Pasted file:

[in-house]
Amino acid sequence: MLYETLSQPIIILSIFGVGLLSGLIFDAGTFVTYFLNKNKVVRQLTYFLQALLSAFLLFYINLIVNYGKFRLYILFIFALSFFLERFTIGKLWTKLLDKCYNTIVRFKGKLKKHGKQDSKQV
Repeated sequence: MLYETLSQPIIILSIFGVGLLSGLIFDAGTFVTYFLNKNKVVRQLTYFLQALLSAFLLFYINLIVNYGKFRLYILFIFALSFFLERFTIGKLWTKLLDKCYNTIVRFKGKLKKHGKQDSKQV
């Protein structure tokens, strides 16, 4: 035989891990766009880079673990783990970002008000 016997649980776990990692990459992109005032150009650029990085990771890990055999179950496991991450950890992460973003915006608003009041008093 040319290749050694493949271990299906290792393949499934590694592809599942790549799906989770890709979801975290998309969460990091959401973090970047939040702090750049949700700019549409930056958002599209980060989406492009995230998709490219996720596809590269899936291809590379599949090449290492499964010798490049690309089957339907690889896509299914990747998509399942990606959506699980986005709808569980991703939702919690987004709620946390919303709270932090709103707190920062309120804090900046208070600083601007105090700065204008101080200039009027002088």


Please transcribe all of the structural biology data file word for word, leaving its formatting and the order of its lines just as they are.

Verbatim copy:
[in-house]
Amino acid sequence: MLYETLSQPIIILSIFGVGLLSGLIFDAGTFVTYFLNKNKVVRQLTYFLQALLSAFLLFYINLIVNYGKFRLYILFIFALSFFLERFTIGKLWTKLLDKCYNTIVRFKGKLKKHGKQDSKQV
Repeated sequence: MLYETLSQPIIILSIFGVGLLSGLIFDAGTFVTYFLNKNKVVRQLTYFLQALLSAFLLFYINLIVNYGKFRLYILFIFALSFFLERFTIGKLWTKLLDKCYNTIVRFKGKLKKHGKQDSKQV
């Protein structure tokens, strides 16, 4: 035989891990766009880079673990783990970002008000 016997649980776990990692990459992109005032150009650029990085990771890990055999179950496991991450950890992460973003915006608003009041008093 040319290749050694493949271990299906290792393949499934590694592809599942790549799906989770890709979801975290998309969460990091959401973090970047939040702090750049949700700019549409930056958002599209980060989406492009995230998709490219996720596809590269899936291809590379599949090449290492499964010798490049690309089957339907690889896509299914990747998509399942990606959506699980986005709808569980991703939702919690987004709620946390919303709270932090709103707190920062309120804090900046208070600083601007105090700065204008101080200039009027002088």